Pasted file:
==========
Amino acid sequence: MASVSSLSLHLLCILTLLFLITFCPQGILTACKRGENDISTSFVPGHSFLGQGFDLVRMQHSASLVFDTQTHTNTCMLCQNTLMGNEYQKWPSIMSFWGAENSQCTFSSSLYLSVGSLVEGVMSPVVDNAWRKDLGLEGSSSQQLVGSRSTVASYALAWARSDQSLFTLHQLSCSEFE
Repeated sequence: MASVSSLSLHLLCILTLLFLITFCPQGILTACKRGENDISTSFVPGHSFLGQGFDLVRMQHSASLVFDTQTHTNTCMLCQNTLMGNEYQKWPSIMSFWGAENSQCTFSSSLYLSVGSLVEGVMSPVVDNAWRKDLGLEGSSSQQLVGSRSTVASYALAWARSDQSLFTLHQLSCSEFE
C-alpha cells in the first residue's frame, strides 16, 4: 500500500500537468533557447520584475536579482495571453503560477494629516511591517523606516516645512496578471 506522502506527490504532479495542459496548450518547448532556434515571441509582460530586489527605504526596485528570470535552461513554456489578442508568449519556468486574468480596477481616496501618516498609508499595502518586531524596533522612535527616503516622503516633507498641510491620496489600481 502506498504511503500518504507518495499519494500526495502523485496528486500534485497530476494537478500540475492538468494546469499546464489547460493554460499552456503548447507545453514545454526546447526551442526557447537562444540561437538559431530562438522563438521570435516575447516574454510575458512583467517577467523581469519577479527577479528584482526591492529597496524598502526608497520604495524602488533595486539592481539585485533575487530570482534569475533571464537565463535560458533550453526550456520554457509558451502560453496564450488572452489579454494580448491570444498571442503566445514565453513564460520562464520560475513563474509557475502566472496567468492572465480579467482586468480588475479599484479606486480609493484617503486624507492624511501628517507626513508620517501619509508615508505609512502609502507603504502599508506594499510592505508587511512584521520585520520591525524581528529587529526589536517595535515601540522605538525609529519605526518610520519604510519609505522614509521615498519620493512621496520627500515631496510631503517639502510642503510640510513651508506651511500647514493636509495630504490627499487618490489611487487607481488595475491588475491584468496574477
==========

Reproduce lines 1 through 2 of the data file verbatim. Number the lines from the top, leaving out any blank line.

Amino acid sequence: MASVSSLSLHLLCILTLLFLITFCPQGILTACKRGENDISTSFVPGHSFLGQGFDLVRMQHSASLVFDTQTHTNTCMLCQNTLMGNEYQKWPSIMSFWGAENSQCTFSSSLYLSVGSLVEGVMSPVVDNAWRKDLGLEGSSSQQLVGSRSTVASYALAWARSDQSLFTLHQLSCSEFE
Repeated sequence: MASVSSLSLHLLCILTLLFLITFCPQGILTACKRGENDISTSFVPGHSFLGQGFDLVRMQHSASLVFDTQTHTNTCMLCQNTLMGNEYQKWPSIMSFWGAENSQCTFSSSLYLSVGSLVEGVMSPVVDNAWRKDLGLEGSSSQQLVGSRSTVASYALAWARSDQSLFTLHQLSCSEFE